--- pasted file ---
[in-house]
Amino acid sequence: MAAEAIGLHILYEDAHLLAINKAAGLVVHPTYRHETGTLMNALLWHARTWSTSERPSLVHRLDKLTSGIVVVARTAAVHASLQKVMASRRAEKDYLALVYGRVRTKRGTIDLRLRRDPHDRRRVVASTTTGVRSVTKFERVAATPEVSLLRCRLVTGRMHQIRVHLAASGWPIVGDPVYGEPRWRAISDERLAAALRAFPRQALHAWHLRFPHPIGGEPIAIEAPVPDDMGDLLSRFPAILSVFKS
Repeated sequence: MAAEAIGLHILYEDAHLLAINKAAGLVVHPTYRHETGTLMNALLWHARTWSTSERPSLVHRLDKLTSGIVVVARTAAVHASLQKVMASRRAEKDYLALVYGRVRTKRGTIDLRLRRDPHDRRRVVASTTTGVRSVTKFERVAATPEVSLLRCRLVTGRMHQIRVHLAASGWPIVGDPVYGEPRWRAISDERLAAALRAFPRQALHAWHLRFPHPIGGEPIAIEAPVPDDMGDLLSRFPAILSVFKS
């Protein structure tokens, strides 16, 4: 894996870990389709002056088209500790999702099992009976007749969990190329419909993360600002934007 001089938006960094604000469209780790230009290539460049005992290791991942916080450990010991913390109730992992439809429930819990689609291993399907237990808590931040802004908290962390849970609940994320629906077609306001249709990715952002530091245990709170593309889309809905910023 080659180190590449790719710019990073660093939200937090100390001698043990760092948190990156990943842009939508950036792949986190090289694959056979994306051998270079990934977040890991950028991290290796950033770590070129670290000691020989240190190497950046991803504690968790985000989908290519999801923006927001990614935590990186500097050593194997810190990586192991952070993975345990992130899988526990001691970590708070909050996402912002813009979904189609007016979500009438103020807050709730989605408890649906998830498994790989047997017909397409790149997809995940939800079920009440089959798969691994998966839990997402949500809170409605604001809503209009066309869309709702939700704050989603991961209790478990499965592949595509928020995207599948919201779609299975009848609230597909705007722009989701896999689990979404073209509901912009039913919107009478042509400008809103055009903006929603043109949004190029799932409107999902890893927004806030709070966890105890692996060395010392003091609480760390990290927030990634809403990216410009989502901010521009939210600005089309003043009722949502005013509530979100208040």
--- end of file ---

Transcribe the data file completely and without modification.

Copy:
[in-house]
Amino acid sequence: MAAEAIGLHILYEDAHLLAINKAAGLVVHPTYRHETGTLMNALLWHARTWSTSERPSLVHRLDKLTSGIVVVARTAAVHASLQKVMASRRAEKDYLALVYGRVRTKRGTIDLRLRRDPHDRRRVVASTTTGVRSVTKFERVAATPEVSLLRCRLVTGRMHQIRVHLAASGWPIVGDPVYGEPRWRAISDERLAAALRAFPRQALHAWHLRFPHPIGGEPIAIEAPVPDDMGDLLSRFPAILSVFKS
Repeated sequence: MAAEAIGLHILYEDAHLLAINKAAGLVVHPTYRHETGTLMNALLWHARTWSTSERPSLVHRLDKLTSGIVVVARTAAVHASLQKVMASRRAEKDYLALVYGRVRTKRGTIDLRLRRDPHDRRRVVASTTTGVRSVTKFERVAATPEVSLLRCRLVTGRMHQIRVHLAASGWPIVGDPVYGEPRWRAISDERLAAALRAFPRQALHAWHLRFPHPIGGEPIAIEAPVPDDMGDLLSRFPAILSVFKS
């Protein structure tokens, strides 16, 4: 894996870990389709002056088209500790999702099992009976007749969990190329419909993360600002934007 001089938006960094604000469209780790230009290539460049005992290791991942916080450990010991913390109730992992439809429930819990689609291993399907237990808590931040802004908290962390849970609940994320629906077609306001249709990715952002530091245990709170593309889309809905910023 080659180190590449790719710019990073660093939200937090100390001698043990760092948190990156990943842009939508950036792949986190090289694959056979994306051998270079990934977040890991950028991290290796950033770590070129670290000691020989240190190497950046991803504690968790985000989908290519999801923006927001990614935590990186500097050593194997810190990586192991952070993975345990992130899988526990001691970590708070909050996402912002813009979904189609007016979500009438103020807050709730989605408890649906998830498994790989047997017909397409790149997809995940939800079920009440089959798969691994998966839990997402949500809170409605604001809503209009066309869309709702939700704050989603991961209790478990499965592949595509928020995207599948919201779609299975009848609230597909705007722009989701896999689990979404073209509901912009039913919107009478042509400008809103055009903006929603043109949004190029799932409107999902890893927004806030709070966890105890692996060395010392003091609480760390990290927030990634809403990216410009989502901010521009939210600005089309003043009722949502005013509530979100208040």